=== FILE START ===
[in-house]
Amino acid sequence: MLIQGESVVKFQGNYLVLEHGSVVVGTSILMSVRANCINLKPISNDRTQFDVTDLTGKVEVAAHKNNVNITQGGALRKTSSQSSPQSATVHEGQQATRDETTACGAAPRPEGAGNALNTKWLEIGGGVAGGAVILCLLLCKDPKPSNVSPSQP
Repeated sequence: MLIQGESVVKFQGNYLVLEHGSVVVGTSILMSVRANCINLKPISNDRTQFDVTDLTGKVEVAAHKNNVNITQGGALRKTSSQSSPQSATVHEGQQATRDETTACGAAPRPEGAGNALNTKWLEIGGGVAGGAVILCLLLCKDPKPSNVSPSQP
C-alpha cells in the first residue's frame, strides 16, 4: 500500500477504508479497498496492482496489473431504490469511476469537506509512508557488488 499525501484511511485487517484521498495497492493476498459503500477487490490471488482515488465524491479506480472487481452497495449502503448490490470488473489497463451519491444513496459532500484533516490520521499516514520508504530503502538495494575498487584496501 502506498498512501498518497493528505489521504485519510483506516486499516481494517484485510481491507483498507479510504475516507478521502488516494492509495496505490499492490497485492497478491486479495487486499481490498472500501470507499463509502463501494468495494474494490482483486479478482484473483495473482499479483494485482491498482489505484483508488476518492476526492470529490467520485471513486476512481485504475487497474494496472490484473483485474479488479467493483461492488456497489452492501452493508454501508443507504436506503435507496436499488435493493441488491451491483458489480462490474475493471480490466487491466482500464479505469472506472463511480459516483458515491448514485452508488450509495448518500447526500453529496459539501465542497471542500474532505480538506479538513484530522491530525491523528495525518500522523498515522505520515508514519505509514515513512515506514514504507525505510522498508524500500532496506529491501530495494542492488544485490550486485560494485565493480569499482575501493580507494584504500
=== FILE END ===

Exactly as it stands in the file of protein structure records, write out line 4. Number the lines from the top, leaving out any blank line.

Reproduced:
C-alpha cells in the first residue's frame, strides 16, 4: 500500500477504508479497498496492482496489473431504490469511476469537506509512508557488488 499525501484511511485487517484521498495497492493476498459503500477487490490471488482515488465524491479506480472487481452497495449502503448490490470488473489497463451519491444513496459532500484533516490520521499516514520508504530503502538495494575498487584496501 502506498498512501498518497493528505489521504485519510483506516486499516481494517484485510481491507483498507479510504475516507478521502488516494492509495496505490499492490497485492497478491486479495487486499481490498472500501470507499463509502463501494468495494474494490482483486479478482484473483495473482499479483494485482491498482489505484483508488476518492476526492470529490467520485471513486476512481485504475487497474494496472490484473483485474479488479467493483461492488456497489452492501452493508454501508443507504436506503435507496436499488435493493441488491451491483458489480462490474475493471480490466487491466482500464479505469472506472463511480459516483458515491448514485452508488450509495448518500447526500453529496459539501465542497471542500474532505480538506479538513484530522491530525491523528495525518500522523498515522505520515508514519505509514515513512515506514514504507525505510522498508524500500532496506529491501530495494542492488544485490550486485560494485565493480569499482575501493580507494584504500